• Research Paper on:
    An Overview of David Walker’s “The Appeal”

    Number of Pages: 5


    Summary of the research paper:

    A 5 page overview of this pre-Civil War collection of essays, letters, and pamphlets. The author of this paper structures the discussion around the life experiences of David Walker himself, speculating about which of these experiences groomed him to the point that he was able to produce what at one point in history would become what is referred to in editor David Wilentz’s introduction to the book as “the most notorious publication in America”. Bibliography lists 3 sources.

    Name of Research Paper File: AM2_PPblAppl.rtf

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    Unformatted Sample Text from the Research Paper:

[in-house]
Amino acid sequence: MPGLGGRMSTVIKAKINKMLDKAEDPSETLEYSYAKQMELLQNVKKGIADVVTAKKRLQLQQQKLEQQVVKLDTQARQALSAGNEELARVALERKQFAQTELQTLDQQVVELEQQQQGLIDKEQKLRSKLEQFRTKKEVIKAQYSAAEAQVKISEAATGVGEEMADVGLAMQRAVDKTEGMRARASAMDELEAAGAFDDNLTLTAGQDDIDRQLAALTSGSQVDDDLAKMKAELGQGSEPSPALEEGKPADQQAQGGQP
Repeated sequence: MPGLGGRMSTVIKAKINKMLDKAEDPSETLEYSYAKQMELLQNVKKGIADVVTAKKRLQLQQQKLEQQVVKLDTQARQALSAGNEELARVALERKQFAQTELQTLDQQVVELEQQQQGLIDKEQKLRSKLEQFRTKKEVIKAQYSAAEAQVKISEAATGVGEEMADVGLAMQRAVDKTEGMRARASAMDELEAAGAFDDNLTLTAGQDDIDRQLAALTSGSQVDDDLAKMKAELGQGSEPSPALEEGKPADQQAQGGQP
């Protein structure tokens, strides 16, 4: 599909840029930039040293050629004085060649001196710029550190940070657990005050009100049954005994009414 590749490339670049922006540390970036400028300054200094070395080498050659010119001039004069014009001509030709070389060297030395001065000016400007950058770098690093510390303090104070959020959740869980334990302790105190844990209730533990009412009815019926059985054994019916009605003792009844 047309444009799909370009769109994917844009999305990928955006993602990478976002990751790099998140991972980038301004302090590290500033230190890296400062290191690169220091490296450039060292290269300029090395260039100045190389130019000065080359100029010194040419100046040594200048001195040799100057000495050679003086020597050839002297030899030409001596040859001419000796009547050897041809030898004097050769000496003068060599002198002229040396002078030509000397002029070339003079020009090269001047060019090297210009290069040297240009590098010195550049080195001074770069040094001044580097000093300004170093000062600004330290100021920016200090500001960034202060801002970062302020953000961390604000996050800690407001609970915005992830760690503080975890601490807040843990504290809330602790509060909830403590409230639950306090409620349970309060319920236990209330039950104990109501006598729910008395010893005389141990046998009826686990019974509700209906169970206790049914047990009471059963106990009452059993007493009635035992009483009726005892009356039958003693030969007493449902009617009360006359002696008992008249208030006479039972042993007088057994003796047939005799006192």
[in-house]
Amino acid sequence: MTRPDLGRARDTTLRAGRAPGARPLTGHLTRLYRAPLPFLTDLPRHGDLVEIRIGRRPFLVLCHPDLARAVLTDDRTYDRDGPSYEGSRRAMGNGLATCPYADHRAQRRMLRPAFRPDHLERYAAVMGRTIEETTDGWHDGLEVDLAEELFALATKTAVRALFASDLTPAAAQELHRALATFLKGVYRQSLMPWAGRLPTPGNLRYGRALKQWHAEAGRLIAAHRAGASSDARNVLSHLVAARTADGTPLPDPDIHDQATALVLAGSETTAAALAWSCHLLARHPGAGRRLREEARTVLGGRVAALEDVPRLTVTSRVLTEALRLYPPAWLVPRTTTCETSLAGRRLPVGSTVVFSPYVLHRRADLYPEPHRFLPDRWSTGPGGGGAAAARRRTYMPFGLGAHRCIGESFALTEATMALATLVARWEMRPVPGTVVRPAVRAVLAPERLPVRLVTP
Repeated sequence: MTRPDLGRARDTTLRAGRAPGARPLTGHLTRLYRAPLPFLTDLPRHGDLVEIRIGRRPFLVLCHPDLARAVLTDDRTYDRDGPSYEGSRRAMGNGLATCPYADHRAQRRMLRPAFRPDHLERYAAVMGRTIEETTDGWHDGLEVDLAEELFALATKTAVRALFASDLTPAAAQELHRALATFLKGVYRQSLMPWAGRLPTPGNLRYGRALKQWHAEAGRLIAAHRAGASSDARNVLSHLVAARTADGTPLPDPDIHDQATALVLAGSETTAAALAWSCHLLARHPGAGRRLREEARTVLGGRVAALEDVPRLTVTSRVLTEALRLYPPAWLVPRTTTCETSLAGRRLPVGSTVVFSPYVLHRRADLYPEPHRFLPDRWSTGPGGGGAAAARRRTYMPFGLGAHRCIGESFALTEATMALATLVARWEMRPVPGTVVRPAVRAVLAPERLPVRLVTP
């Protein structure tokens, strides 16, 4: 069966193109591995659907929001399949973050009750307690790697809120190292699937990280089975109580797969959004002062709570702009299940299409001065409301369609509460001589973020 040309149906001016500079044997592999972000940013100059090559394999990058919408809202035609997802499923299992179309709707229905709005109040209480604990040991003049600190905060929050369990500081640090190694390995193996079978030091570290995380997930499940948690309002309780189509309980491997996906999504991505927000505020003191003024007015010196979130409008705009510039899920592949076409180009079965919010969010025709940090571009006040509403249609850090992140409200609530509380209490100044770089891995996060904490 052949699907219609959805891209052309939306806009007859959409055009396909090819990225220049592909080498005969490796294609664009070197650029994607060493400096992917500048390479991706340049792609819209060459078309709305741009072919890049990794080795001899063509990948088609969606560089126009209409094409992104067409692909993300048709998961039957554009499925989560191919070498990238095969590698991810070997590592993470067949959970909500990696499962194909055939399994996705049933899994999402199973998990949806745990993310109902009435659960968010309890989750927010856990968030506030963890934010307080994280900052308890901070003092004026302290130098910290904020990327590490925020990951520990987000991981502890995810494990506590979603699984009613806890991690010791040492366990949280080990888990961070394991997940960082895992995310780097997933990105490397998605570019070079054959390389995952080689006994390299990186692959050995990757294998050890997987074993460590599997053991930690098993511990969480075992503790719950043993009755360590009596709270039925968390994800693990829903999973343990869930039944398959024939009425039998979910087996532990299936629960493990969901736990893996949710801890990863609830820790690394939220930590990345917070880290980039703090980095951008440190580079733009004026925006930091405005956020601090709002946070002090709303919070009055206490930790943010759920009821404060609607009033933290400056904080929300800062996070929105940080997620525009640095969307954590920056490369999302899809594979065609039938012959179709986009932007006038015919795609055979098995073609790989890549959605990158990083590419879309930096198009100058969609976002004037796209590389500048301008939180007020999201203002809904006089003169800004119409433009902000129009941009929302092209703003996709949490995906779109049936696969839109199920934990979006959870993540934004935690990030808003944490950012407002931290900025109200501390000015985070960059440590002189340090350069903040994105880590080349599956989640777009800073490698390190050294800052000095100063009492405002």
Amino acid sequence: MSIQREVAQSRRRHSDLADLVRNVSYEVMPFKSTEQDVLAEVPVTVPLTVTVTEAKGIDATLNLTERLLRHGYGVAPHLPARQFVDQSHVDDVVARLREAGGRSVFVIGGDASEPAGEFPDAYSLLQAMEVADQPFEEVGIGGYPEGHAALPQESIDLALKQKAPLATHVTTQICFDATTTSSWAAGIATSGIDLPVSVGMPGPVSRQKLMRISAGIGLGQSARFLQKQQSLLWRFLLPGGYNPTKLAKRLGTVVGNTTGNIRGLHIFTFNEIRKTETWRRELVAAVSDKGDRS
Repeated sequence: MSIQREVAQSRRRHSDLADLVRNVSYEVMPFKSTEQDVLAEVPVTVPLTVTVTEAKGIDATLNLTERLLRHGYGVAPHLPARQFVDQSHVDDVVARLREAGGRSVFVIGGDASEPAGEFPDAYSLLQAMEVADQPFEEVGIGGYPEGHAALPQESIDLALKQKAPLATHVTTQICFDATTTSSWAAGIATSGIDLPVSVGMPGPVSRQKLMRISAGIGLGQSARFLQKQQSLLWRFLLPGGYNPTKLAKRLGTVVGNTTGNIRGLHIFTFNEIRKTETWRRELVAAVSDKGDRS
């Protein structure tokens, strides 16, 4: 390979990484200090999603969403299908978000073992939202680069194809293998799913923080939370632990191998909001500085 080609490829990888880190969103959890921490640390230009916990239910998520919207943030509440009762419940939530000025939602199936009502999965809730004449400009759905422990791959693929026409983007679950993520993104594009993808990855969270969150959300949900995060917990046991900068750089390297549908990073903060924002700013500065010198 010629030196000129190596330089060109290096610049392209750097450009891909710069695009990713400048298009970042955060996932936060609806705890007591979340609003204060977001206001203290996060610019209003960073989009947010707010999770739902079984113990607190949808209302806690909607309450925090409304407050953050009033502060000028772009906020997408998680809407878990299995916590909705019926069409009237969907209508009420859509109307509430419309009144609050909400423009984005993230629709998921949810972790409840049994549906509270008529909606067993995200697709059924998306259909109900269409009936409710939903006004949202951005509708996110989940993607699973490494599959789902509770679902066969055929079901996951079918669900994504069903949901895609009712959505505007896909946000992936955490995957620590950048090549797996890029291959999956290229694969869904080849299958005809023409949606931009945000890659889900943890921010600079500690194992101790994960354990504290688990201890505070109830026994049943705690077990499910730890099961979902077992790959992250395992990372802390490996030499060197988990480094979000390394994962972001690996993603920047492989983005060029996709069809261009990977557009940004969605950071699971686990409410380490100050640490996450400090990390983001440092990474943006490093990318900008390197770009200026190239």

The life and accomplishments of David Walker is an excellent avenue of study for the student studying the history of blacks in the United States. David Walker David  Walkers "Appeal" was first written in the early part of the nineteenth century in the years leading into the buildup of the societal circumstances which ultimately erupted as the American  Civil War. Walker was the son of a free black woman and a slave father. He was, therefore, born free and into somewhat better of a societal position  than that suffered by the majority of his race in the young United States. The student will quickly come to the realization, however that the relative "privilege" of Walkers  birth did not make him oblivious to the racial injustices which were occurring all around him. Walker would lash out against the injustices in a way that few blacks  of his time ever achieved. The collection documents titled "The Appeal" is the result of his retaliation and will serve as the focal point of this discussion.  Walker was born in the South and his father was one of immediate victims of the injustices faced by the black people. It was  practically unheard of for a slave to buy his or her freedom in the United States, it was even more impossible for the ex-slave to achieve any type of societal  equality with the slave owner (Sinclaire, 1995). There were many more injustices associated with this time period which were more insidious in their nature. Walkers attack on racism  and slavery was, understandably, relentless. Consequently, however, Walker became known as a radical and potentially dangerous black man. One can only wonder if his greatly abbreviated life (he 

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